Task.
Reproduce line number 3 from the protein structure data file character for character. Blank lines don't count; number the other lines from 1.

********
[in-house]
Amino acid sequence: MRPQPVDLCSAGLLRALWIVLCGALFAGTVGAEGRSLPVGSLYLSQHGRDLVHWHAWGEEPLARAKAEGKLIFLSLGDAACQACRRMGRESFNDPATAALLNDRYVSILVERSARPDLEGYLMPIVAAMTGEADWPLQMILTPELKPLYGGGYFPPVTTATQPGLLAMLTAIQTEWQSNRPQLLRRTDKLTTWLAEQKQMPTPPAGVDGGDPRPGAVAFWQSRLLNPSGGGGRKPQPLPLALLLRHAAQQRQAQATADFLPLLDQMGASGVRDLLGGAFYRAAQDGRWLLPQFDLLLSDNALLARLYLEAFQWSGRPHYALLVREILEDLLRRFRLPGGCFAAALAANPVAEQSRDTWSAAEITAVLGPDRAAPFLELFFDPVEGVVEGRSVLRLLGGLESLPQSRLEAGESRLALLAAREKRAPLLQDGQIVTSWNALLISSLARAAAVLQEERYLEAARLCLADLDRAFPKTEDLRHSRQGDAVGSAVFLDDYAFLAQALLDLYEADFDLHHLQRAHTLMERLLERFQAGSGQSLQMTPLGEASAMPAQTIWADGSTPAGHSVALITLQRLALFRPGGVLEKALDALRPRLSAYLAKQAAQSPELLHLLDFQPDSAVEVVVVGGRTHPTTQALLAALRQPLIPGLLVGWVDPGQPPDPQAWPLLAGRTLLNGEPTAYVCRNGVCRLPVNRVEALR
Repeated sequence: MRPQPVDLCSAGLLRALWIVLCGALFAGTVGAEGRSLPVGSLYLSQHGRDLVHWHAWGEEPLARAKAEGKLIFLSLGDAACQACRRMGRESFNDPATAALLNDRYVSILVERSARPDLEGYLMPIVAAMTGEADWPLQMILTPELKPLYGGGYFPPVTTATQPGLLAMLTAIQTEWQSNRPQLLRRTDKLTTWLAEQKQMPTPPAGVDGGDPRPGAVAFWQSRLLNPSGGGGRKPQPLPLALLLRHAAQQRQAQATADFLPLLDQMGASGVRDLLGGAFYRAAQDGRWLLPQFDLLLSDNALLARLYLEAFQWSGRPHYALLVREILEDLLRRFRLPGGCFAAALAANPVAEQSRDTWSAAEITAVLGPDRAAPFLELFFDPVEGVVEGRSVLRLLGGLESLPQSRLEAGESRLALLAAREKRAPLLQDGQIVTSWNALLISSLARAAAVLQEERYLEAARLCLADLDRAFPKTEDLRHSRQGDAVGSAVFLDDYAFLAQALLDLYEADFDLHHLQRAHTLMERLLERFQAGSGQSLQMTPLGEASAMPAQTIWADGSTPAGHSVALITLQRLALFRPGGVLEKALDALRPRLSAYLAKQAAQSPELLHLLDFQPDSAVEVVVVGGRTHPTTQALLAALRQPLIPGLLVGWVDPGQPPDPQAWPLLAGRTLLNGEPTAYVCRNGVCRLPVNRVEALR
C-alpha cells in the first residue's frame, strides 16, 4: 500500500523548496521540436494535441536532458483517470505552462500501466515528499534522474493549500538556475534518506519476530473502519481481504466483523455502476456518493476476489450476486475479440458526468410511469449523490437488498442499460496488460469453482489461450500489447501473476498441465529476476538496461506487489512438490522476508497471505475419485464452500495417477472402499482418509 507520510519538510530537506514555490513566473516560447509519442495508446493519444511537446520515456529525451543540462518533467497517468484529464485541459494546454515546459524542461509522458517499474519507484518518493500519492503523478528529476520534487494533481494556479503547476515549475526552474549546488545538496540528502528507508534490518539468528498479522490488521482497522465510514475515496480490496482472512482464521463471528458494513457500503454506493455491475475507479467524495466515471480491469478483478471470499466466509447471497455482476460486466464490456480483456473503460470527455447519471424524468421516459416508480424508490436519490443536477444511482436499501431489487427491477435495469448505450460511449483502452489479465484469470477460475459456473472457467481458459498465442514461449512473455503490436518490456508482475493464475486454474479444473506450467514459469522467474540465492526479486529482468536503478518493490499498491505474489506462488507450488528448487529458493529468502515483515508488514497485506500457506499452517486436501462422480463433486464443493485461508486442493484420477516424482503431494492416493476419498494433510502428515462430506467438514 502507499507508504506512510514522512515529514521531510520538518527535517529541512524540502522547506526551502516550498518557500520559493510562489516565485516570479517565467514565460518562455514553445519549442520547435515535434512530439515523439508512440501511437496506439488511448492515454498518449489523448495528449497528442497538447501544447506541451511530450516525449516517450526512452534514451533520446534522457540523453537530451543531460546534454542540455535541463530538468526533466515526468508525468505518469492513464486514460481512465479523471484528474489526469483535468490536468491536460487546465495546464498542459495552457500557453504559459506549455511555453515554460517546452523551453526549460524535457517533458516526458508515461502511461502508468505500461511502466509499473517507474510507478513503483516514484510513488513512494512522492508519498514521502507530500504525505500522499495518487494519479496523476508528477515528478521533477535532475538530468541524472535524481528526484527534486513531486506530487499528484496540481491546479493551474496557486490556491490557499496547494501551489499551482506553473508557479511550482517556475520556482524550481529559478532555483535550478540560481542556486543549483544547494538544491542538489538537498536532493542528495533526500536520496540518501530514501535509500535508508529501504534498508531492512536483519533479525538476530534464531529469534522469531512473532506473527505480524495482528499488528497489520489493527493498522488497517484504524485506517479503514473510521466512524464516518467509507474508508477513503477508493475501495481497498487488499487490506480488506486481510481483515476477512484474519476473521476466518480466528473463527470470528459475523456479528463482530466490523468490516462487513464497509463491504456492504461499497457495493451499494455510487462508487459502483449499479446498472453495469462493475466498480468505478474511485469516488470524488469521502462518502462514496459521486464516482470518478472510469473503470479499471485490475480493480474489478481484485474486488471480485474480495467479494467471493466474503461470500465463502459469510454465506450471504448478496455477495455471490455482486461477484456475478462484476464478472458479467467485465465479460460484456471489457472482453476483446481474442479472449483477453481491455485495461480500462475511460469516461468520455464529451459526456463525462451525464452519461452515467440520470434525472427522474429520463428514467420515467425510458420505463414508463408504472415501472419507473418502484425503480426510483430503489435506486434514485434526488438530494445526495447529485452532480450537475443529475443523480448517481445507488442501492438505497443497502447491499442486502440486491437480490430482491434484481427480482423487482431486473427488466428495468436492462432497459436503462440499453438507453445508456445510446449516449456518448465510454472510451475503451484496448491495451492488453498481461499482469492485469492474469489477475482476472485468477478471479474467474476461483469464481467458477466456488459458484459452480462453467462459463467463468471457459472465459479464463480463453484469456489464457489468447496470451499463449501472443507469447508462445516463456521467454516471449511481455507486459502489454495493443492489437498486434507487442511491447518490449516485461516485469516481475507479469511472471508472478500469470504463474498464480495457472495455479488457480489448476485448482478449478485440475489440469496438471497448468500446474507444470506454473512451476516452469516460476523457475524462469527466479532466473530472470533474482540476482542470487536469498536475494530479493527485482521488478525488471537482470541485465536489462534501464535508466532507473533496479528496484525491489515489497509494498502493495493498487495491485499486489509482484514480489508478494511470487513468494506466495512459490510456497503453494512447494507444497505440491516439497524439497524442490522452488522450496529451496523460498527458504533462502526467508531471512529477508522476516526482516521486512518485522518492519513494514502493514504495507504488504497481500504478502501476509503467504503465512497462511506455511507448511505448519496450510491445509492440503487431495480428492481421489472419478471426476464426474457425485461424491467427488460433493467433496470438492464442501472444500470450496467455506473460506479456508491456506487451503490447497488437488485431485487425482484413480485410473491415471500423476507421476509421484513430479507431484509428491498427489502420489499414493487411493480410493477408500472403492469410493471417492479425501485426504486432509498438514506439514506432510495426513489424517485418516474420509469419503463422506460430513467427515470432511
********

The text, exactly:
Repeated sequence: MRPQPVDLCSAGLLRALWIVLCGALFAGTVGAEGRSLPVGSLYLSQHGRDLVHWHAWGEEPLARAKAEGKLIFLSLGDAACQACRRMGRESFNDPATAALLNDRYVSILVERSARPDLEGYLMPIVAAMTGEADWPLQMILTPELKPLYGGGYFPPVTTATQPGLLAMLTAIQTEWQSNRPQLLRRTDKLTTWLAEQKQMPTPPAGVDGGDPRPGAVAFWQSRLLNPSGGGGRKPQPLPLALLLRHAAQQRQAQATADFLPLLDQMGASGVRDLLGGAFYRAAQDGRWLLPQFDLLLSDNALLARLYLEAFQWSGRPHYALLVREILEDLLRRFRLPGGCFAAALAANPVAEQSRDTWSAAEITAVLGPDRAAPFLELFFDPVEGVVEGRSVLRLLGGLESLPQSRLEAGESRLALLAAREKRAPLLQDGQIVTSWNALLISSLARAAAVLQEERYLEAARLCLADLDRAFPKTEDLRHSRQGDAVGSAVFLDDYAFLAQALLDLYEADFDLHHLQRAHTLMERLLERFQAGSGQSLQMTPLGEASAMPAQTIWADGSTPAGHSVALITLQRLALFRPGGVLEKALDALRPRLSAYLAKQAAQSPELLHLLDFQPDSAVEVVVVGGRTHPTTQALLAALRQPLIPGLLVGWVDPGQPPDPQAWPLLAGRTLLNGEPTAYVCRNGVCRLPVNRVEALR